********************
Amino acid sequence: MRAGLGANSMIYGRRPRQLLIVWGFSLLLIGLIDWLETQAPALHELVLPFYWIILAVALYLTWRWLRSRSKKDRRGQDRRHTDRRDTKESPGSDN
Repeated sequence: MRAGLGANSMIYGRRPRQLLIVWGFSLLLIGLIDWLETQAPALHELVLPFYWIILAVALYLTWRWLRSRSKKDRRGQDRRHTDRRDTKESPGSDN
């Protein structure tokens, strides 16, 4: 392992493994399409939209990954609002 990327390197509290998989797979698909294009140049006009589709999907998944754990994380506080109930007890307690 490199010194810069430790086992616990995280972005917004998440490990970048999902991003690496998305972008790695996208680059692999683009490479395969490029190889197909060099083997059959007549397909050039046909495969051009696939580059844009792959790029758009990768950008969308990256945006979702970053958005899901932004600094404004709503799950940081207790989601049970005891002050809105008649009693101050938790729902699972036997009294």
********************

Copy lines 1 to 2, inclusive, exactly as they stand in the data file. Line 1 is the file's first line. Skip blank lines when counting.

Amino acid sequence: MRAGLGANSMIYGRRPRQLLIVWGFSLLLIGLIDWLETQAPALHELVLPFYWIILAVALYLTWRWLRSRSKKDRRGQDRRHTDRRDTKESPGSDN
Repeated sequence: MRAGLGANSMIYGRRPRQLLIVWGFSLLLIGLIDWLETQAPALHELVLPFYWIILAVALYLTWRWLRSRSKKDRRGQDRRHTDRRDTKESPGSDN